Every year, on January 27, the whole world commemorates the horrors of the Holocaust by observing International Holocaust Remembrance Day. This anniversary was established by the United Nations and is different from Yom HaShoah (Day of the Catastrophe) that takes place in Israel in the spring. We live at a time in history when the remaining survivors of the Holocaust are in their late eighties and older, and their number is dwindling down. Soon after World War II, the “NEVER AGAIN” motto arose and has been the ongoing creed for those who want the Holocaust to be remembered. In 2018, the World Jewish Congress initiated a Hashtag campaign asking people to post photos and videos of themselves on all social networks with the hashtag #WeRemember. They are repeating the same campaign in 2019. While the concept is commendable, since the memory of the Holocaust must be preserved at any cost, it might also create a certain shallowness that could diminish the weight of that memory.
Many people post pictures of themselves with a sign showing the hashtag, and they get a feeling of righteous indignation against hatred. They feel like they are part of a broad community of people holding virtual hands to speak up against the Holocaust and anti-Semitism. In a small way, they are. Unfortunately, for most, the remembrance dissipates soon after. We live in a new world where we communicate with few words, symbols, and emojis. Texting is the main way of communication between people. When it comes to communicating in the 21st Century, we want it now, we want it fast, and we want it short…very short!
There is no way to remember the Holocaust in a couple of words, but there are several things one can do to dig deeper into the archives of history and learn about the Jewish catastrophe. They are listed below:
- Listen to a Holocaust survivor: This is a very effective way to learn about the event from a first-hand witness. The challenge is that, in 2019, their number is exponentially reducing by virtue of their age. Most of today’s survivors would have had to be young teenagers or younger during the Holocaust, which took place over seventy-five years ago. If you know one, or are invited to hear one, I recommend you seize the moment. Additionally, the staff at Shadows of Shoah have recorded many testimonies from survivors on video, and by virtue of that medium, renders their unique stories eternal. The Steven Spielberg Shoah Foundation also has over fifty thousand video testimonies of survivors, one of them being my dad, Georges Melnick.
- Visit a Death Camp: In November of 2010, I traveled to Krakow, Poland to visit the remains of Auschwitz-Birkenau where my maternal grandfather, Maurice Weinzveig, was taken from Paris by the Gestapo in the summer of 1942. The Death Camps are some eerie monuments left over from one of the darkest periods of mankind’s history. If at all possible, everybody, and most definitely every Christian should walk through one of them once in their lifetime.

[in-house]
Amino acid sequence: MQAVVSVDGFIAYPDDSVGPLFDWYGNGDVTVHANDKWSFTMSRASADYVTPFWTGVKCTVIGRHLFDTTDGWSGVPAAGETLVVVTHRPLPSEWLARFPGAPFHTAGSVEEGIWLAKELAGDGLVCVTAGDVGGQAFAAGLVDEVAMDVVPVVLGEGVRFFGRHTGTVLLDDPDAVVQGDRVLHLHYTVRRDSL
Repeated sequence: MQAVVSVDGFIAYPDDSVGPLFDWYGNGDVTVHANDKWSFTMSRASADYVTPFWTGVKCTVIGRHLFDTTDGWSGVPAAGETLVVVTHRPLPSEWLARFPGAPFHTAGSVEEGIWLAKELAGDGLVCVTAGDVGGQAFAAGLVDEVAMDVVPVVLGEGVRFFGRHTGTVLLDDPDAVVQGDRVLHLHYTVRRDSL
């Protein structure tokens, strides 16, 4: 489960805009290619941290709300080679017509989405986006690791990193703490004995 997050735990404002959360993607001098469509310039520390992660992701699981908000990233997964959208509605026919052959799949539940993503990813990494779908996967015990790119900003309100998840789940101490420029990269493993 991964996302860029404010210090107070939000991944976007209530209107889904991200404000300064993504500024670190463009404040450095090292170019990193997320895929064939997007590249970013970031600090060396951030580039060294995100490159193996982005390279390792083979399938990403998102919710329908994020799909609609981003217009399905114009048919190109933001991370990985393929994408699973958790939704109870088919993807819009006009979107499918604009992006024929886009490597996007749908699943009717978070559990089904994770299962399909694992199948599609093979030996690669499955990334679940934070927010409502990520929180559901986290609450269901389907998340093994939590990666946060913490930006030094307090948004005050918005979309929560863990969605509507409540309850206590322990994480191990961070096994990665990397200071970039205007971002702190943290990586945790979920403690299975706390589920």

- Visit a Holocaust Memorial Museum: The biggest and most elaborate of them—Yad Vashem—is located in Jerusalem. I make a point of taking people there each time I lead a tour to Israel. It is a must! It is a difficult visit punctuated by visual and audio markers that will undoubtedly leave an impression on you for many years, well beyond the posting of any hashtag, and that is what the world needs. There are other Holocaust Memorials, several in the United States. The United States Holocaust Memorial Museum in Washington, D.C. and the Simon Wiesenthal Center/Museum of Tolerance in Los Angeles are just two of them. The list is much longer and warrants several different visits, if possible.
- Read an account of the Holocaust: There is a tremendous collection of Holocaust literature in many languages—from survivors’ accounts to biographies, historical accounts, and even poems. Every human being should read the short but life-altering account of Elie Wiesel’s time at Auschwitz-Birkenau with his father when he was only fifteen. As told in his autobiography Night, his story of resilience and survival against all odds is very dark. A detailed and accurate account of the Holocaust can be found in Lucy Dawidowicz The War Against the Jews or in The Destruction of the European Jews by Raul Hilberg.
Historians and scholars alike often speak of pre-Holocaust and post-Holocaust Jewish history, and this for a good reason. The Holocaust is the most important marker on the modern timeline of Jewish history. Speaking of it for one day is a good habit for a commemoration of the event, but letting its reality inhabit our memories will help us beyond the ephemerous impact of a hashtag. The Holocaust is tightly woven into the fabric of Jewish history, and reducing it to a hashtag could rip our Jewish heritage beyond repair, not to mention pave the way to completely forget it and even deny it ever happened. We have to do more, and we have to do it more often!
It is our duty as human beings to remember the Holocaust, share its history with the future generations, and speak up against those who deny that it ever took place. The lessons learned from the Holocaust say much about evil and human nature. We need to be reminded every day about the possibility of such a catastrophe to reoccur. Yet, in the midst of all this, our God is all-powerful and all-loving.
“In all their affliction He was afflicted, and the angel of His presence saved them; in His love and in His mercy He redeemed them, and He lifted them and carried them all the days of old” (Isaiah 63:9).